The Georgia Strait Alliance, a nonprofit environmental organization made up of more than 60 member groups and thousands of individuals, strongly opposes the proposal, stating, “We simply do not know enough about pulp mill sludge to be spreading it on land that could pollute our water tables.”

In a letter to the BC government, the alliance asked them to “close the door on sludge spreading until independent testing proves the practice is safe for communities, workers, and the environment.”

Pulp Fiction or Fact?

Not surprisingly, the pulp mill side of the story reads differently. According to Ms. Fiona Mackay, Environment Superintendent at Zellstoff Celgar Limited, a large pulp mill operating in Castlegar, BC, the mill’s effluent treatment system produces a residual material more commonly referred to as biosolids, an approximate 60/40 mixture of fibre/lime and bacteria.

Information provided by Celgar states their material is nontoxic, has low metal (except boron) and chlorinated organic material content, and meets acceptable standards established by the government.

“Celgar has been demonstrating the beneficial reuse of our effluent treatment biosolids for the past 10 years. Applications within the region have utilized both raw biosolids and composted materials. There have been a number of larger applications which include golf courses, ball fields, lawns/fields, and land reclamation.”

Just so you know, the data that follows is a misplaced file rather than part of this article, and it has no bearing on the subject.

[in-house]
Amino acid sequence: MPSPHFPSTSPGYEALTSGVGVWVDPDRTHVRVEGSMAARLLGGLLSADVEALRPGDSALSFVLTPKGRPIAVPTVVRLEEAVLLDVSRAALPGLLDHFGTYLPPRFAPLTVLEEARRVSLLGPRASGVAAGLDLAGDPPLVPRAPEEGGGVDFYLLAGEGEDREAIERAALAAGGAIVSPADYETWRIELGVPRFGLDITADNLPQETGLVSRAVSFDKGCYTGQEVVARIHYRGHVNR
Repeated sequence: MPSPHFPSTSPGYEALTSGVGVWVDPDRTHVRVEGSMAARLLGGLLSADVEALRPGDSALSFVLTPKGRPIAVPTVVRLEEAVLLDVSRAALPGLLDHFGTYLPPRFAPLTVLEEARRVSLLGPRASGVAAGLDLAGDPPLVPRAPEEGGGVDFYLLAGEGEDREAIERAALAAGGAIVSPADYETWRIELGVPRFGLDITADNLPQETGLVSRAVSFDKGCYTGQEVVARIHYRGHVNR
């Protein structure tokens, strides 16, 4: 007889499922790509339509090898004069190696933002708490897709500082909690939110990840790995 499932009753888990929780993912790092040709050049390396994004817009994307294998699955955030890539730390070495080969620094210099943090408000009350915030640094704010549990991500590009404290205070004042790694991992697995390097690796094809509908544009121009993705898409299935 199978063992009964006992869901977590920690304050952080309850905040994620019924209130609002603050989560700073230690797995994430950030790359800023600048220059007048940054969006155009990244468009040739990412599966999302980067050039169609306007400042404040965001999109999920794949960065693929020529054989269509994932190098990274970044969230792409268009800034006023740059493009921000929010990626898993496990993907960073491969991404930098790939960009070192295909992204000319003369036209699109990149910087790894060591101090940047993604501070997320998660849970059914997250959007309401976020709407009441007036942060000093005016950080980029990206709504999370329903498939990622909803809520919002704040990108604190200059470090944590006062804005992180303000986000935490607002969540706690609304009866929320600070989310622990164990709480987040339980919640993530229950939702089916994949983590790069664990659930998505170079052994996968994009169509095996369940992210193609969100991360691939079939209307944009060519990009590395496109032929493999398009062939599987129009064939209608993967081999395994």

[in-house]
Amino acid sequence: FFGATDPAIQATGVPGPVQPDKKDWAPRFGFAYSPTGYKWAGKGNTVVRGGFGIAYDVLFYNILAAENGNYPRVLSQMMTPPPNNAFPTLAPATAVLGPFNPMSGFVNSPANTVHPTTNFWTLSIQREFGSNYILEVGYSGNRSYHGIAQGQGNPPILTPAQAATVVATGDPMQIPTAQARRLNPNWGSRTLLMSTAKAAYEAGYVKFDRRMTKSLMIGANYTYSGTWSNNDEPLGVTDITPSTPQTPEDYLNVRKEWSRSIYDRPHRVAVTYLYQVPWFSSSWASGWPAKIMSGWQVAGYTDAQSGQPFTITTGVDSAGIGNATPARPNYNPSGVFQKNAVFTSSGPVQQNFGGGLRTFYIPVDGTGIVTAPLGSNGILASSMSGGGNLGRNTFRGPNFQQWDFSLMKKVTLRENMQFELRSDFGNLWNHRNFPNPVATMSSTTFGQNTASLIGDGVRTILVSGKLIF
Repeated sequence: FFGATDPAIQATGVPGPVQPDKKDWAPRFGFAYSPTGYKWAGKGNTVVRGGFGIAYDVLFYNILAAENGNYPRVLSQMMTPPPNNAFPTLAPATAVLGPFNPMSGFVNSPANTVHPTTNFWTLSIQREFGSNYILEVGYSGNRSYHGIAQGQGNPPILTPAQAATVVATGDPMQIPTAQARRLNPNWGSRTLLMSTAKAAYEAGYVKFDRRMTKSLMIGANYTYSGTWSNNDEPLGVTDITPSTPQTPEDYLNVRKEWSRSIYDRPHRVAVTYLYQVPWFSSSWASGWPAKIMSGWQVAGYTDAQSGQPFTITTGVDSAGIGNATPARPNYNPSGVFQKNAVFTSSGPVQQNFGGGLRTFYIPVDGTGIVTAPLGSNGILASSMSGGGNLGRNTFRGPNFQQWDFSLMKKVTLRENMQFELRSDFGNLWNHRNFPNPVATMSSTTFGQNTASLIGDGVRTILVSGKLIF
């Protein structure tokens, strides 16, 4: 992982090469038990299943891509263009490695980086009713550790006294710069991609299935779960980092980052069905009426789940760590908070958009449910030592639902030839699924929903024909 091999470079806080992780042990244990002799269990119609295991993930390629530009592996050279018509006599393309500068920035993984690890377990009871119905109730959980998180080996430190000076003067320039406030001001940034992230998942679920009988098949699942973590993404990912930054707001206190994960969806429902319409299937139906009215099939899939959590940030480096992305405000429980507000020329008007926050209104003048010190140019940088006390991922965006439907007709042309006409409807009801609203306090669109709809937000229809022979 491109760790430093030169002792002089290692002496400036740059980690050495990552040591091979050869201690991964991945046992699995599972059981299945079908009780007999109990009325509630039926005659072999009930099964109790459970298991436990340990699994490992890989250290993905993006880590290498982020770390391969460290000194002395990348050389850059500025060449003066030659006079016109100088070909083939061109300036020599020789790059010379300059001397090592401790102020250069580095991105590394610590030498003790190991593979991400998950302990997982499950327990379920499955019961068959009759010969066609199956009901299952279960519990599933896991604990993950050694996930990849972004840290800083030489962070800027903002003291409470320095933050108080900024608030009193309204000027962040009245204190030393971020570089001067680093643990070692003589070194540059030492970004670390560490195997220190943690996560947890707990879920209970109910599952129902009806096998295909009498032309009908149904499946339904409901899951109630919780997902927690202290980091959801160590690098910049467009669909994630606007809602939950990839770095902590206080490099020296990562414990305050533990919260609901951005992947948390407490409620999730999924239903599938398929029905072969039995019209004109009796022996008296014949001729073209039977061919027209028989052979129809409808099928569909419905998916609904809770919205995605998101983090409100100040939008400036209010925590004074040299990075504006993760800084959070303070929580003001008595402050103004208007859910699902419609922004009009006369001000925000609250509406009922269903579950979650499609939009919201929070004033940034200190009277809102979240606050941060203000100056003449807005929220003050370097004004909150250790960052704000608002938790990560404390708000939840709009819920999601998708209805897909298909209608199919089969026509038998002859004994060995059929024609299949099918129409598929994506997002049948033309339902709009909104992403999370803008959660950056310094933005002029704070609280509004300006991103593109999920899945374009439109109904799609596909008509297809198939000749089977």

Profit Motive

Pulp mills have a significant vested interest in promoting their industrial waste as harmless, even helpful “compost” and fertilizer. They stand to save millions of dollars if they can sell relatively raw sludge for spreading on land rather than going to the expense of hauling it to a secure containment site.

“For some kinds of sludge, composting before spreading might be a way to go. Properly composted waste is a potential soil enhancer for eroded areas and other forestry sites,” says Ms. Broten. “But that means industry would have to pay more to store the sludge long enough for it to break down.”

It seems that what pulp mill firms are pushing for, however, is not the thoroughly composted method Ms. Broten refers to, but the simple land-spreading of their sludge–a much cheaper option.

Who’s Keeping an Eye on Things?

Who is making sure everyone is following the rules? Recent environmental budget cuts have eliminated hundreds of qualified science and technology officers who should be closely monitoring and assessing the situation. Instead, an industry-based regulating and reporting system is in place.